Monday, October 03, 2011

Naming Ceremony: What's in a Name?

"A rose by any other name would smell just as sweet"
                                                              - William Shakespeare

"Rose is a rose is a rose is a rose"*
                              - Gertrude Stein

Last week, I got involved in helping someone find a name for his new venture. For reasons of confidentiality, I cannot talk about the venture nor the name that we closed out on, but the process was an interesting and intriguing one.

My last - and perhaps, my only other - really serious project at identifying a name was when my wife was carrying our baby. While my wife and I sifted through many names, the "framework" was simple and the decision-making straightforward. The framework/parameters were that we both wanted a name that was easy to pronounce and easy across cultures, had a meaning that we would be proud to have our child live up to and was not a “retro” name. The decision-making was simple: we had to both like it.

With the business venture, though I had not expected it to be all too easy, it was a trifle more challenging than I had imagined. Whatever the approach to coming up with a list of names, it had to have a corresponding or phonetically similar domain name available, should not already have been trademarked/copyrighted and had to be "culturally scalable".

While my friend went with right-brain gut, I resorted to left-brain structure to compensate for my handicap in creativity. I came up with a table that looked roughly like this:

·         Domain not available
·         Domain parked – may be available
·         Domain available
One word

Two words



Within the table, all names considered were listed and color-coded to indicate availability of the corresponding domain name. The X-axis helped profile the name based on its meaning – or lack of it – while the Y-axis helped identify names of different compositions.   

I originally started out with just "Descriptive" and "Non-descriptive" on the X-axis but the Wikipedia page on "Product Naming" helped me put more structure around it.

Eventually, we went with a name that my friend pulled out of his hat, but the table above did help me "brainstorm with myself" and generate a bunch of names.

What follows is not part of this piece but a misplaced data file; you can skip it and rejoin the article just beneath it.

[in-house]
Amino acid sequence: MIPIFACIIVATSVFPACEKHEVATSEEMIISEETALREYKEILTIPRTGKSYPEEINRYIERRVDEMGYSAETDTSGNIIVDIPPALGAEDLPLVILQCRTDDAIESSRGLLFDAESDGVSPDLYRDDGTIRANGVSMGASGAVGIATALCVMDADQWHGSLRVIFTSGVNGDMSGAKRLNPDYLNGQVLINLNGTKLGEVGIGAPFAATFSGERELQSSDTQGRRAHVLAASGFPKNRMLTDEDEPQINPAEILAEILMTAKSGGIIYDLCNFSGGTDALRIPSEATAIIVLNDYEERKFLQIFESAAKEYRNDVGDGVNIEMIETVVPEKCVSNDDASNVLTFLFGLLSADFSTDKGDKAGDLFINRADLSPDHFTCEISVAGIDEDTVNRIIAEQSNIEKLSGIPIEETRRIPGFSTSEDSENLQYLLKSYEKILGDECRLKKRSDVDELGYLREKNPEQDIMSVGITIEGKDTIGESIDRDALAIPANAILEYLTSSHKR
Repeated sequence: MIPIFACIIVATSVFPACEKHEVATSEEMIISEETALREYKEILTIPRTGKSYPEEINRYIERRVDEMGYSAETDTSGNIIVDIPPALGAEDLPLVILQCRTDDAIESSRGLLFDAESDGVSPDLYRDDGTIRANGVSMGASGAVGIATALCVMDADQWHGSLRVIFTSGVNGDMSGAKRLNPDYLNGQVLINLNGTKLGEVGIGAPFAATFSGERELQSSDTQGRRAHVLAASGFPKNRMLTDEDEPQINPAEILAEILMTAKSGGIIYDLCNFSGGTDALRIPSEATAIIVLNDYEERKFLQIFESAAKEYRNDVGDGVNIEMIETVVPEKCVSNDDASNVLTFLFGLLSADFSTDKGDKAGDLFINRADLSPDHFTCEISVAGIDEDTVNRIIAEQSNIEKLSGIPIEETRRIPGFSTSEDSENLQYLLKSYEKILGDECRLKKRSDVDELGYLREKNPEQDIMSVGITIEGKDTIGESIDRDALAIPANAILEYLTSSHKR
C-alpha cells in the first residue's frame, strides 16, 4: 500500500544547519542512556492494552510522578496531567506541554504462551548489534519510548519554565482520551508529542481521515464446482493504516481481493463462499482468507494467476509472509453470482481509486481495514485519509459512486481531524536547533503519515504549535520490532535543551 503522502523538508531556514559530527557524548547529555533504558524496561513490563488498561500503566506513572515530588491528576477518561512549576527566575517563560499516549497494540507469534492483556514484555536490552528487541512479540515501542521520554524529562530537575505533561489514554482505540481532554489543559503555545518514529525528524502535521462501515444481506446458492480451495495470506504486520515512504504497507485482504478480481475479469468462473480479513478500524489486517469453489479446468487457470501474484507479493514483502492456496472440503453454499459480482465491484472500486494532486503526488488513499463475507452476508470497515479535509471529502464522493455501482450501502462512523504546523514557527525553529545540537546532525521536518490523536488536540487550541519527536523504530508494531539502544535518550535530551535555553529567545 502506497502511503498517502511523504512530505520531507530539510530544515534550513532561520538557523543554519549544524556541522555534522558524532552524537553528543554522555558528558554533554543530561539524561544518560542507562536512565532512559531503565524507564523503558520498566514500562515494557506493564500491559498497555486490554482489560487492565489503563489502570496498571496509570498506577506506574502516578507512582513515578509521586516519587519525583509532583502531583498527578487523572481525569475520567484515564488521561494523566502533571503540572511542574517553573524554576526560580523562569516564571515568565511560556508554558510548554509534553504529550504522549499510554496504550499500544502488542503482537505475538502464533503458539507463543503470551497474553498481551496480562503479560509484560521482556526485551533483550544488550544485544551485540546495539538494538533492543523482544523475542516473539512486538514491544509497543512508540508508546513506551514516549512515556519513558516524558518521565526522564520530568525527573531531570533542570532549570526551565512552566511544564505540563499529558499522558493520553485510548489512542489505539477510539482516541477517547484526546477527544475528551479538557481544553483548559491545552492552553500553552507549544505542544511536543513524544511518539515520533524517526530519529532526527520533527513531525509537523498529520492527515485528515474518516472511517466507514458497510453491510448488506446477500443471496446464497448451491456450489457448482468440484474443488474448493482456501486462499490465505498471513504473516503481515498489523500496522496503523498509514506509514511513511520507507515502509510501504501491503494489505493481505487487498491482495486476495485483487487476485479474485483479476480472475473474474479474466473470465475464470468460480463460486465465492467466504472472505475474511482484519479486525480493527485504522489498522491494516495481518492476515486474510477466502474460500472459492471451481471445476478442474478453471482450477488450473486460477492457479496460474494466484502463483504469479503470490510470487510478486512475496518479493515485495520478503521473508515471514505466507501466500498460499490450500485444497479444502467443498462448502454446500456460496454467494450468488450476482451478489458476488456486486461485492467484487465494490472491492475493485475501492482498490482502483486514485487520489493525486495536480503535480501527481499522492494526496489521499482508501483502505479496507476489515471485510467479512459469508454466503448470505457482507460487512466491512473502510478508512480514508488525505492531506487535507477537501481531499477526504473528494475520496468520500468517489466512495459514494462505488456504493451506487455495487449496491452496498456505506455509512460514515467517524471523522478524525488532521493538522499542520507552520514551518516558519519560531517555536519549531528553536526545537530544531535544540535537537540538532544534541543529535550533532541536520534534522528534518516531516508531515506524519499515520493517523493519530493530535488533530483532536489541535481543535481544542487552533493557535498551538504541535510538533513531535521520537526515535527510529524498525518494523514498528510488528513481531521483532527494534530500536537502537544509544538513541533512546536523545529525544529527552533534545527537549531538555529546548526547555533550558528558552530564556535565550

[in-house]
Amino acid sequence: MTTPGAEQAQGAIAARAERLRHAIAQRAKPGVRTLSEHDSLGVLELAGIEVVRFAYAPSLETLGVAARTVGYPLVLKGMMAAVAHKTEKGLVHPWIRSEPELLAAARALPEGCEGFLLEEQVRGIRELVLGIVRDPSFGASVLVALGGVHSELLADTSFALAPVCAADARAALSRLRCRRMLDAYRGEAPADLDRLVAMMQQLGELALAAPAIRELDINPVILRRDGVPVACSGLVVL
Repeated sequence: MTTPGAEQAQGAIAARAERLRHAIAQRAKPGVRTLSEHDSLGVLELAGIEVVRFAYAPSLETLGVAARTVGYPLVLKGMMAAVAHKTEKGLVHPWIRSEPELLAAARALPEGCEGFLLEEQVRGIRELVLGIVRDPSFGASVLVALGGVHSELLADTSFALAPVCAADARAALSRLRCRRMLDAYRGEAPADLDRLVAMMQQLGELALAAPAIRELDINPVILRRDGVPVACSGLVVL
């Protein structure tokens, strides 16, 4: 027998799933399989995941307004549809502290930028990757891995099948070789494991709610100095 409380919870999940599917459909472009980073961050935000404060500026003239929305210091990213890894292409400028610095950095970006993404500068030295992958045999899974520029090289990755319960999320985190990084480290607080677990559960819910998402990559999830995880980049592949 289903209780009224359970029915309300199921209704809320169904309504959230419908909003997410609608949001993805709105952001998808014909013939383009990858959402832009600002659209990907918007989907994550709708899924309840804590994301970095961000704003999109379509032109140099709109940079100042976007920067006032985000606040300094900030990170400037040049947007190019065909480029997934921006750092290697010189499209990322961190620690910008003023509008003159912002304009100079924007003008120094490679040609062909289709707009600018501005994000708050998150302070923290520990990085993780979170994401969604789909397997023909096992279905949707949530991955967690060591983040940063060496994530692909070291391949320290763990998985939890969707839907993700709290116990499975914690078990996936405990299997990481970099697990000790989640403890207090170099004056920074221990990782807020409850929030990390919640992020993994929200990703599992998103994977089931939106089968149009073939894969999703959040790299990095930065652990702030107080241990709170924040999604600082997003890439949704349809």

Like I said, I found the process very interesting and am wondering how one would come up with a name if you didn't want to engage a pricey branding/marketing organization and if your creative juices weren’t flowing. Would be happy to get inputs from my readers.

Of course, once you build the brand even “fanciful" and "arbitrary" names will sound nice and even logical – Google, Twitter, Cisco, Apple are all excellent examples. These are neither descriptive nor associated with the founder’s name – e.g., Tata, Ferrari, Ford, Toyota, Mercedes, etc. – and yet, have built a powerful image and perception around the brand.

Last but not the least – and the real motivation for this post – is that I began reflecting upon a few Indian logos/brand names that we grew up with as children. I marvel at how these brands acquired mindshare without the benefit of extensive market research, without mass marketing and without social media. All of these brands are brands that were descriptive as well as suggestive as well as fanciful as well as rich in the meaning they conveyed. All but one – at least in my eyes – were also rich in the quality they delivered (and there will be no prizes for guessing which one I think, did not deliver that quality).

The next time I see or hear a name that makes me wonder what it means or why someone chose that name, I am sure I will spare a little empathy for the person who had to make the decision.

After all, even though I Google for something I want to find and tweet something I want to announce, and Like something I like and even though I grew up reading Amar Chitra Katha and drinking Rasna, left to me, I would never have come up with these names. Names that resonate in so many hearts and minds across the world.

Even though a rose would smell as sweet by any name called, a rose is a rose is a rose is a rose*.

*I have of course, twisted the interpretation of this slightly, for effect


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